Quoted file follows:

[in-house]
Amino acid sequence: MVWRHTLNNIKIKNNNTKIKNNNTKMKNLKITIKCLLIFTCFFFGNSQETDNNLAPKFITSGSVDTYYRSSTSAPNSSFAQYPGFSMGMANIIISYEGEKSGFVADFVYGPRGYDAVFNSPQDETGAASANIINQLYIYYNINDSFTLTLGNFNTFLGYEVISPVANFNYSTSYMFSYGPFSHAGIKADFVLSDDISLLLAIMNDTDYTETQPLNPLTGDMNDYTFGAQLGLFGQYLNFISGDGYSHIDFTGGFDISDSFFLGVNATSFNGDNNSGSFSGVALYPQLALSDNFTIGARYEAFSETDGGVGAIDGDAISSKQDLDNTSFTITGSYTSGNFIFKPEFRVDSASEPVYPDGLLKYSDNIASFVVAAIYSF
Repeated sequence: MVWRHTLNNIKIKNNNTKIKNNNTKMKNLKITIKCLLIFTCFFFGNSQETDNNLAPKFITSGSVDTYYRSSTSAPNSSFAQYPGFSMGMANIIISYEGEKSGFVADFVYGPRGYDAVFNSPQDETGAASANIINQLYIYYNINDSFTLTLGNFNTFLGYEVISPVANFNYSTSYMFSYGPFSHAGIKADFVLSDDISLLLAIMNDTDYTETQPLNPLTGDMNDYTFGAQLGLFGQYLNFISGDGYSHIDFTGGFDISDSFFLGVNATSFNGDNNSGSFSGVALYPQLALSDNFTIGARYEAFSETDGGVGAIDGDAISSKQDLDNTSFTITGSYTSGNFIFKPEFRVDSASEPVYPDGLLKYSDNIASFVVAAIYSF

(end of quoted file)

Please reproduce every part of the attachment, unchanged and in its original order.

[in-house]
Amino acid sequence: MVWRHTLNNIKIKNNNTKIKNNNTKMKNLKITIKCLLIFTCFFFGNSQETDNNLAPKFITSGSVDTYYRSSTSAPNSSFAQYPGFSMGMANIIISYEGEKSGFVADFVYGPRGYDAVFNSPQDETGAASANIINQLYIYYNINDSFTLTLGNFNTFLGYEVISPVANFNYSTSYMFSYGPFSHAGIKADFVLSDDISLLLAIMNDTDYTETQPLNPLTGDMNDYTFGAQLGLFGQYLNFISGDGYSHIDFTGGFDISDSFFLGVNATSFNGDNNSGSFSGVALYPQLALSDNFTIGARYEAFSETDGGVGAIDGDAISSKQDLDNTSFTITGSYTSGNFIFKPEFRVDSASEPVYPDGLLKYSDNIASFVVAAIYSF
Repeated sequence: MVWRHTLNNIKIKNNNTKIKNNNTKMKNLKITIKCLLIFTCFFFGNSQETDNNLAPKFITSGSVDTYYRSSTSAPNSSFAQYPGFSMGMANIIISYEGEKSGFVADFVYGPRGYDAVFNSPQDETGAASANIINQLYIYYNINDSFTLTLGNFNTFLGYEVISPVANFNYSTSYMFSYGPFSHAGIKADFVLSDDISLLLAIMNDTDYTETQPLNPLTGDMNDYTFGAQLGLFGQYLNFISGDGYSHIDFTGGFDISDSFFLGVNATSFNGDNNSGSFSGVALYPQLALSDNFTIGARYEAFSETDGGVGAIDGDAISSKQDLDNTSFTITGSYTSGNFIFKPEFRVDSASEPVYPDGLLKYSDNIASFVVAAIYSF